She never expected that her casual imitation of 'The Mandalorian' dialogue would help her get a kidney transplant for real.
Ever since the Moff Gideon dialogue, "You have something I want," was made into memes and gifs, thousands of people on the internet have used it to match their vibe in their videos or posts. Katie Hallum, a student at Oklahoma University who was diagnosed with incurable kidney disease, also decided to use this audio for her TikTok video (@chaychaywayway) where, with no serious intention, she hinted that she is looking for a kidney donor. But to her shock, someone actually came forward to offer a kidney to Katie, as reported by KOCO 5 News.
Living in Norman, Oklahoma, Katie is just like any other college girl who goes to classes, works part-time and loves posting on TikTok for fun. IgA nephropathy is an autoimmune disease that causes inflammation and kidney damage, according to the NIDDK. Speaking about her battle with the disease, Katie said, "I went into kidney failure and I had a massive seizure at the hospital and I was hospitalized for eight days." Her TikTok video began with the words "POV: I overhear you say you have an O blood type and healthy kidneys," and then Katie emerged from the room lip-syncing the popular "The Mandalorian" line. She sarcastically captioned her video, "Haha. Just kidding, Unless...?"
Little did Katie think that the video she posted jokingly would make someone want to donate their kidney. Savannah Stallbaumer, a Kansas-based girl, who was the same age as Katie befriended her and responded to the video saying she was ready to offer her kidney. Katie was initially skeptical to accept this offer and she said, "There's a possibility her kidney could die in me and she said that as long as it bought me a few years off of dialysis. She didn't care. She wanted to do this." Katie was surprised by Savannah in a Norman restaurant where the donor revealed a "Breaking News" board that said, "You're getting a new kidney." Speaking about the incident Savannah said, "It was very emotional. Other people were crying too in the restaurant just watching it."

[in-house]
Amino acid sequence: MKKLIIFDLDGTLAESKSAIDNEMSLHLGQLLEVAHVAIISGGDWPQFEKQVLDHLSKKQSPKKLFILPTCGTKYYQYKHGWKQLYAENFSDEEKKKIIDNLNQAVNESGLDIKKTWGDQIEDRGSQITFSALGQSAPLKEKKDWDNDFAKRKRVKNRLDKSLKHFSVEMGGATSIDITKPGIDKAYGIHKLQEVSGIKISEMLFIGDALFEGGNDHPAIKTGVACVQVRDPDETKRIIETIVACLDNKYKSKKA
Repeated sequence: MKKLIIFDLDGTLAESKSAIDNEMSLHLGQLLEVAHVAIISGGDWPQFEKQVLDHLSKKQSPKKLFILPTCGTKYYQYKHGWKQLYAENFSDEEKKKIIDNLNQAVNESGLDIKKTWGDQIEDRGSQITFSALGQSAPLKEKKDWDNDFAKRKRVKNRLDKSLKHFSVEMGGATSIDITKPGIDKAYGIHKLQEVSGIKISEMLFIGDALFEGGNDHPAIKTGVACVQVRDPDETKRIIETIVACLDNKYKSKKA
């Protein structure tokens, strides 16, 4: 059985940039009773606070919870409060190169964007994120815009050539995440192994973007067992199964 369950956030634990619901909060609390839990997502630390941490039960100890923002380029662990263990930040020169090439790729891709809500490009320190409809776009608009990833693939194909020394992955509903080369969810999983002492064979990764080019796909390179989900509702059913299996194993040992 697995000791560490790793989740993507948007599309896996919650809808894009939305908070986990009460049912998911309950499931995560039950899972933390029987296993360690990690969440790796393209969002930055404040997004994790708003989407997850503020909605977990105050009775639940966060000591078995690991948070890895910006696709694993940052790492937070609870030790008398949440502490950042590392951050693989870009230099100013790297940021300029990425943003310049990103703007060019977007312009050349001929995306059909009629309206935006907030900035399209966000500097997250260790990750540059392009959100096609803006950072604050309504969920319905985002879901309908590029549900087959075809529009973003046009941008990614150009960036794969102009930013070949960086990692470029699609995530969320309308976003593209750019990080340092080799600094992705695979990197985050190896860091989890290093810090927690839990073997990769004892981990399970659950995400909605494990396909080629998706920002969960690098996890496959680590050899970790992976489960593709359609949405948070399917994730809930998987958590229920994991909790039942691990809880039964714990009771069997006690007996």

After a year of medical testing to see if their kidneys match, Savannah donated one of her kidneys to Katie in August this year. She posted about her journey of kidney donation on Facebook and thanked her friends for being supportive through it. She wrote, "Yesterday I donated my kidney to the most amazing person I have ever met. When I had to come to Tulsa for more testing, we met in person for the first time and talked for hours. When I found out that we were a match, I knew I was going to donate. She is such a smart and genuine person and has the brightest future ahead of her and she shouldn’t be held down by kidney failure. If you met her you’d understand."
Katie shared a grateful post for Savannah on Facebook where she wrote, "You once told me you were working to be a nurse because you wanted to be someone’s hero—but I can tell you now you’re already mine. You are the definition of someone who has gone through so much and given to so many and yet continues to move forward with strength and humility. You are more than just my friend and my donor - you are my sister. I love you, my hero." She feels very grateful to be alive and to still be moving. While Savannah is soon starting her nursing school, Katie is finishing her senior year while working for KGOU radio.